We extend Andersson-Madigan-Perlman chain graphs by (i) relaxing the semidirected acyclity constraint so that only directed cycles are forbidden, and (ii) allowing up to two edges between any pair of nodes. We introduce global, and ordered local and pairwise Markov properties for the new models. We show the equivalence of these properties for strictly positive probability distributions. We also show that when the random variables are continuous, the new models can be interpreted as systems of structural equations with correlated errors. This enables us to adapt Pearl's do-calculus to them. Finally, we describe an exact algorithm for learning the new models from observational and interventional data via answer set programming.
Bayesian networks are a popular representation of asymmetric (for example causal) relationships between random variables. Markov random fields (MRFs) are a complementary model of symmetric relationships used in computer vision, spatial modeling, and social and gene expression networks. A chain graph model under the Lauritzen-Wermuth-Frydenberg interpretation (hereafter a chain graph model) generalizes both Bayesian networks and MRFs, and can represent asymmetric and symmetric relationships together.As in other graphical models, the set of marginals from distributions in a chain graph model induced by the presence of hidden variables forms a complex model. One recent approach to the study of marginal graphical models is to consider a well-behaved supermodel. Such a supermodel of marginals of Bayesian networks, defined only by conditional independences, and termed the ordinary Markov model, was studied at length in (Evans and Richardson, 2014).In this paper, we show that special mixed graphs which we call segregated graphs can be associated, via a Markov property, with supermodels of a marginal of chain graphs defined only by conditional independences. Special features of segregated graphs imply the existence of a very natural factorization for these supermodels, and imply many existing results on the chain graph model, and ordinary Markov model carry over. Our results suggest that segregated graphs define an analogue of the ordinary Markov model for marginals of chain graph models.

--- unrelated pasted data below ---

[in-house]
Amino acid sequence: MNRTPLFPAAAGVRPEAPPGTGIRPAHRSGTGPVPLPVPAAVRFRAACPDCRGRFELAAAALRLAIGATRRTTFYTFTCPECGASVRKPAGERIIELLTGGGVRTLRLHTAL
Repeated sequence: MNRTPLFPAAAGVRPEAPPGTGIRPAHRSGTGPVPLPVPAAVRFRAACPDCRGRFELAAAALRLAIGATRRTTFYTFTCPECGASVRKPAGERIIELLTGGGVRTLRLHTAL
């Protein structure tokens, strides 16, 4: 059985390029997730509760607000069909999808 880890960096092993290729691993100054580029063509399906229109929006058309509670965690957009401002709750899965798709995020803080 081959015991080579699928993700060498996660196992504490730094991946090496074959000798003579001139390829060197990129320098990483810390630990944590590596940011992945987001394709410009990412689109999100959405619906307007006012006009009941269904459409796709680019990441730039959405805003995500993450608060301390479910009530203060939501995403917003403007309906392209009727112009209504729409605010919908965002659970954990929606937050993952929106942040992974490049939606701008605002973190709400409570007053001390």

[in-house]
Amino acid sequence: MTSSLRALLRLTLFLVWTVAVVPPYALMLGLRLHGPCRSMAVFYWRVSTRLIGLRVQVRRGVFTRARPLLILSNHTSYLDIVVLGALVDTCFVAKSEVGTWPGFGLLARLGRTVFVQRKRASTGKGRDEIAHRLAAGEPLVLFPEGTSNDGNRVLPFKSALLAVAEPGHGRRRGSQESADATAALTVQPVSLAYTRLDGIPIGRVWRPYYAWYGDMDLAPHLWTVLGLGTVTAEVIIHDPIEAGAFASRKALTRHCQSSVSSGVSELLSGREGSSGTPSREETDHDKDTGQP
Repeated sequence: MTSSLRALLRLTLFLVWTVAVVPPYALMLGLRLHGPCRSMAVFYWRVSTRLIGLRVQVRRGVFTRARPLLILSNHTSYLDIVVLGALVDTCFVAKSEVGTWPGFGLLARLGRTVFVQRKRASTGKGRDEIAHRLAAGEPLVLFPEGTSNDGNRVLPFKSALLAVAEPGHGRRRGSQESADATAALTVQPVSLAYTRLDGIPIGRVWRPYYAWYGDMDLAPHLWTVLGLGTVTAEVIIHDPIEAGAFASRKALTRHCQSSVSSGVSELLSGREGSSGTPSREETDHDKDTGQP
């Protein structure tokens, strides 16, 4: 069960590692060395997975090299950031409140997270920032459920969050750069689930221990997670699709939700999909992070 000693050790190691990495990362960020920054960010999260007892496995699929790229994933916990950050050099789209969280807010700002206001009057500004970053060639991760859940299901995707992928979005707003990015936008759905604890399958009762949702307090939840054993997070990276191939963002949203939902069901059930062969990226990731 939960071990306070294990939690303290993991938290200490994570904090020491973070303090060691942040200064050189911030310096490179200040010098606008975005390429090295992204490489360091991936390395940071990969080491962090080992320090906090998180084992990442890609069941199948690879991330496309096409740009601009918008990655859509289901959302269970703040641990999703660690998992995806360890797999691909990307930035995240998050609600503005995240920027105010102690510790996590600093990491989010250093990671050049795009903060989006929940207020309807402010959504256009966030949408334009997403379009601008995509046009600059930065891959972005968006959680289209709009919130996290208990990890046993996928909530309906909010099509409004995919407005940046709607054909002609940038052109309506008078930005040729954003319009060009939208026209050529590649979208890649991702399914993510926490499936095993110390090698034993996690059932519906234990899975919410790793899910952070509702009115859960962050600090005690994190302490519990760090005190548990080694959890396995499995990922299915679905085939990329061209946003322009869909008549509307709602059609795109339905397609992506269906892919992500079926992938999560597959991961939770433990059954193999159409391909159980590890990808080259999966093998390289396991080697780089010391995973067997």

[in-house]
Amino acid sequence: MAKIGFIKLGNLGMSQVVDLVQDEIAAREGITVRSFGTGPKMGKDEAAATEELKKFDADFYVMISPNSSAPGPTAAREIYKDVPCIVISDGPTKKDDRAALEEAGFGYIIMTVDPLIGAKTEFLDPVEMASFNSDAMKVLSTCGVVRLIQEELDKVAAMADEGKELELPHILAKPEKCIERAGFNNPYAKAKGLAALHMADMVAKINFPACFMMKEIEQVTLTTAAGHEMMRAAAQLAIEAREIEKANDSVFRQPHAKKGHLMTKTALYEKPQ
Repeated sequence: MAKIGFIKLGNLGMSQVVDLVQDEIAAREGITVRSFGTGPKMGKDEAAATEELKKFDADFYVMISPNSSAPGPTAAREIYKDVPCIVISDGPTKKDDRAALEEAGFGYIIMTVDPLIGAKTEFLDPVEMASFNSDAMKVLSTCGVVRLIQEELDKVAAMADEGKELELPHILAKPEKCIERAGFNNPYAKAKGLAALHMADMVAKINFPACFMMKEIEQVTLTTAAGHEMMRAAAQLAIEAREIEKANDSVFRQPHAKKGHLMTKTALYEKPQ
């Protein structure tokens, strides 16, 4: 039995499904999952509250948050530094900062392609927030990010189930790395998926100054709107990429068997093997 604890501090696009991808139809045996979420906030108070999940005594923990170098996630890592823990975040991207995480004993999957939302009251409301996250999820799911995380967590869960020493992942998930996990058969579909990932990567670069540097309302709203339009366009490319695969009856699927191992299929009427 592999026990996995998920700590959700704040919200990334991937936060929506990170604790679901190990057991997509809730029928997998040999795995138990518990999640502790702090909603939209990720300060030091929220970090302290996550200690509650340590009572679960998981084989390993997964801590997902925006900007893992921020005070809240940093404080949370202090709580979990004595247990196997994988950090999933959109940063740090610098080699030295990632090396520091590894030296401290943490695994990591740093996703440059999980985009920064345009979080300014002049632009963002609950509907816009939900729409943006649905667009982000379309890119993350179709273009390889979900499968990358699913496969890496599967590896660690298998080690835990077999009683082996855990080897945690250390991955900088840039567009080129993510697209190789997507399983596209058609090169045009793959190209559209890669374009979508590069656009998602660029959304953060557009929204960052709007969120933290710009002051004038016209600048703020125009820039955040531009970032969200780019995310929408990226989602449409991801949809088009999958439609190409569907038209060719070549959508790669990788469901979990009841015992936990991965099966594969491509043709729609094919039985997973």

Graphical Markov models use graphs, either undirected, directed, or mixed, to represent possible dependences among statistical variables. Applications of undirected graphs (UDGs) include models for spatial dependence and image analysis, while acyclic directed graphs (ADGs), which are especially convenient for statistical analysis, arise in such fields as genetics and psychometrics and as models for expert systems and Bayesian belief networks. Lauritzen, Wermuth and Frydenberg (LWF) introduced a Markov property for chain graphs, which are mixed graphs that can be used to represent simultaneously both causal and associative dependencies and which include both UDGs and ADGs as special cases. In this paper an alternative Markov property (AMP) for chain graphs is introduced, which in some ways is a more direct extension of the ADG Markov property than is the LWF property for chain graph.
Advances in machine learning, including deep learning, have propelled artificial intelligence (AI) into the public conscience and forced executives to create new business plans based on data. However, the scarcity of highly trained data scientists has stymied many machine learning implementations, potentially blocking future AI development. Now a group of academics and technologist say the emerging fields of Markov Logic and probabilistic programming could lower the bar for implementing machine learning. Markov Logic is a language first described in by two professors in the University of Washington's Department of Computer Science and Engineering, Pedro Domingos and Matthew Richardson, in their seminal 2006 paper "Markov Logic Networks." The work is based on mathematical discoveries made by Andrey Markov Jr., the Soviet mathematician who died in 1979 (his father, who had the same name, is associated with a related field, dubbed Markov chains).